Intermediate goods, producer goods or semi-finished products are goods, such as partly finished goods, used as inputs in the production of other goods including final goods. A firm may make and then use intermediate goods, or make and then sell, or buy then use them. In the production process, intermediate goods either become part of the final product, or are changed beyond recognition in the process. This means intermediate goods are resold among industries.
Intermediate goods are not counted in a country's GDP, as that would mean double counting, as the final product only should be counted, and the value of the intermediate good is included in the value of the final good.
The value-added method can be used to calculate the amount of intermediate goods incorporated into GDP. This approach counts every phase of processing included in production of final goods.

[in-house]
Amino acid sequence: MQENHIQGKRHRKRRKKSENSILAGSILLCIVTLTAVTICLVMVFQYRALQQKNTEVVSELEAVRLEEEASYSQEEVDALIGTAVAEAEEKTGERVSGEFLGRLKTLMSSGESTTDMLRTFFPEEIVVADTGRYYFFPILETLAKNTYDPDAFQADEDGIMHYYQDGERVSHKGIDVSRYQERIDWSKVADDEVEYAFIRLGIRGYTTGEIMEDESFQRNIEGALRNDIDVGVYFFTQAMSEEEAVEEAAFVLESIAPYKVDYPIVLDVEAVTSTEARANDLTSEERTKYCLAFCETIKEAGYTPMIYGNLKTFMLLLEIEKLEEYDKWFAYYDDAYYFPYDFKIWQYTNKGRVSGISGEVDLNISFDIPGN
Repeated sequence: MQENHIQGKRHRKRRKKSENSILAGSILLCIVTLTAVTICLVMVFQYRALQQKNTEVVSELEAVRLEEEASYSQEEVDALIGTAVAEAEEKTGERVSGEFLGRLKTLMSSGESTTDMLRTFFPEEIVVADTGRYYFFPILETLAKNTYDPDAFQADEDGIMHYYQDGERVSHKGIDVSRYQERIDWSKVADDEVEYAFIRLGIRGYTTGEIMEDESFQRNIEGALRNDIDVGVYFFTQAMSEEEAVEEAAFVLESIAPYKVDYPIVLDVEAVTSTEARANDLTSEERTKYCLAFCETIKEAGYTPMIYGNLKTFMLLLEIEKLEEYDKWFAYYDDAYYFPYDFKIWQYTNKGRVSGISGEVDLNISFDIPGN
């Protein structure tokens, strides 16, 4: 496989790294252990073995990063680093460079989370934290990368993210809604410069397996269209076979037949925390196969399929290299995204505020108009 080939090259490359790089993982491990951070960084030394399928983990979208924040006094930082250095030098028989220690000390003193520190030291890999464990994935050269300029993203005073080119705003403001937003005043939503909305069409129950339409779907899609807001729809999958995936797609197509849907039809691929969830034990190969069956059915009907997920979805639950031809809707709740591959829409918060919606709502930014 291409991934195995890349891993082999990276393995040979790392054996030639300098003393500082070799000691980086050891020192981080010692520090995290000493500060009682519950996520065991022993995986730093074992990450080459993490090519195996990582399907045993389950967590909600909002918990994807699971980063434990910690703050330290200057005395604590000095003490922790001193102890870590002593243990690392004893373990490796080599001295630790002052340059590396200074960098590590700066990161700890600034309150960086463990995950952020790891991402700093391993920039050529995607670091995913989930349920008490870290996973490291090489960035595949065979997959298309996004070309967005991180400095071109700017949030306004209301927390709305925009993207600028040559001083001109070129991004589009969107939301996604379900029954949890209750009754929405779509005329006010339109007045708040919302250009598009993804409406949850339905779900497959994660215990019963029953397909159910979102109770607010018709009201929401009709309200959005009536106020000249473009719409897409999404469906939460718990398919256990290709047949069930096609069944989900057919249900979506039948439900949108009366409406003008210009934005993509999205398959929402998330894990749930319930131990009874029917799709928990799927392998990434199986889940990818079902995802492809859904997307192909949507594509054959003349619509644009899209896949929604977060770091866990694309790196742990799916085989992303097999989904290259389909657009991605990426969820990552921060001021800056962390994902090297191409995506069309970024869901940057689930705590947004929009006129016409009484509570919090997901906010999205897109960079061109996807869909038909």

Characterization of intermediate goods as physical goods can be misleading, since, in advanced economies, about half of the value of intermediate inputs consist of services.
Intermediate goods generally can be made and used in three different ways. First, a company can make and use its own intermediate goods. Second, a company can manufacture intermediate goods and sell them to others. Third, a company can buy intermediate goods to produce either secondary intermediate goods or final goods.